25 As discussed supra, the definition of "establishing or maintaining a foreign market" contained in sec. 1.994-2(c)(1), Income Tax Regs., dictates that other taxpayers use the full costing method. Petitioner has not challenged the validity of sec. 1.994-2(c)(1), Income Tax Regs. We refer to the operation of such regulation herein to the extent that it is intertwined with the operation of the challenged OPPL regulation.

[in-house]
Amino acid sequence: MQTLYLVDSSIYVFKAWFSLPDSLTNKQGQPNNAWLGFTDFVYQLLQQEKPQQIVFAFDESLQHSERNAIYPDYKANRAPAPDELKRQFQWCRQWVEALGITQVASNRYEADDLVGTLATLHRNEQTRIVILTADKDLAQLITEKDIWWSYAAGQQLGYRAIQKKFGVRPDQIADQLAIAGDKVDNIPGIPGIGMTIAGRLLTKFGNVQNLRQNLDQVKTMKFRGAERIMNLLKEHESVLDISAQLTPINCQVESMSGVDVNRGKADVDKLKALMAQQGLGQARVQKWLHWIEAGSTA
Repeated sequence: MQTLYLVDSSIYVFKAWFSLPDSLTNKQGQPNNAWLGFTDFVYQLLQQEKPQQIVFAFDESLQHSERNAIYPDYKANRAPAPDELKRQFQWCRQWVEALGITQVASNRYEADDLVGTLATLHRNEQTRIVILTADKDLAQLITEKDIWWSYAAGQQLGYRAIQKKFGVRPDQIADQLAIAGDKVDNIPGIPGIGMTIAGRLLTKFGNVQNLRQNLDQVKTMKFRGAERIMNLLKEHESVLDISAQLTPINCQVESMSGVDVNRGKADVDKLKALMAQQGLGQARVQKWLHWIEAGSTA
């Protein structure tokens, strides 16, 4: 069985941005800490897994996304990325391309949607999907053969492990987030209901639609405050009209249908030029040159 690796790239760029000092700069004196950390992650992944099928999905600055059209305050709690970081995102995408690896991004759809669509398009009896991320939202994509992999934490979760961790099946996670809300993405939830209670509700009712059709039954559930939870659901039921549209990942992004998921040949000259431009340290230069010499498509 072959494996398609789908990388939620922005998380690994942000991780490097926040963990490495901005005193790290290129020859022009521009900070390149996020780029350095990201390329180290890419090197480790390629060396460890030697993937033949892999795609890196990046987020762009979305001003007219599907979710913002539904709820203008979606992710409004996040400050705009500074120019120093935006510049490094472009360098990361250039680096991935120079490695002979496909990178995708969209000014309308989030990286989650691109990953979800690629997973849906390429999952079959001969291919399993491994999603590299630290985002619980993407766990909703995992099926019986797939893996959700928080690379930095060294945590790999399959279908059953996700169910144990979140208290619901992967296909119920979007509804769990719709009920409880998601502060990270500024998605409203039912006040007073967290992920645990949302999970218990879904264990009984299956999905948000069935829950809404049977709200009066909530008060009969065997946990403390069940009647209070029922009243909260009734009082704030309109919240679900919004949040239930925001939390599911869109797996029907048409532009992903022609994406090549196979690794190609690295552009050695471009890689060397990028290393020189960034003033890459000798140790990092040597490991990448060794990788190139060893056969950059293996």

26 Although neither sec. 994 nor its legislative history provides any insight into the meaning of "seeking to establish or maintain a market," the exclusion from such term of taxpayers enjoying a higher profit margin on export sales than on worldwide sales is consistent with the use of the phrase "establishing or maintaining a market" in the sec. 482 regulations. More specifically, sec. 1.482-2(e)(2)(iv), Income Tax Regs. (which was promulgated in 1968, several years before the enactment of the DISC provisions), states in relevant part that "one of the circumstances which may affect the price of property is the fact that the seller may desire to make sales at less than a normal profit for the primary purpose of establishing or maintaining a market for his products." See also Webster's Third New International Dictionary 1362 (1986) (defining "maintain" to include "to preserve from failure or decline" and "to sustain against opposition or danger").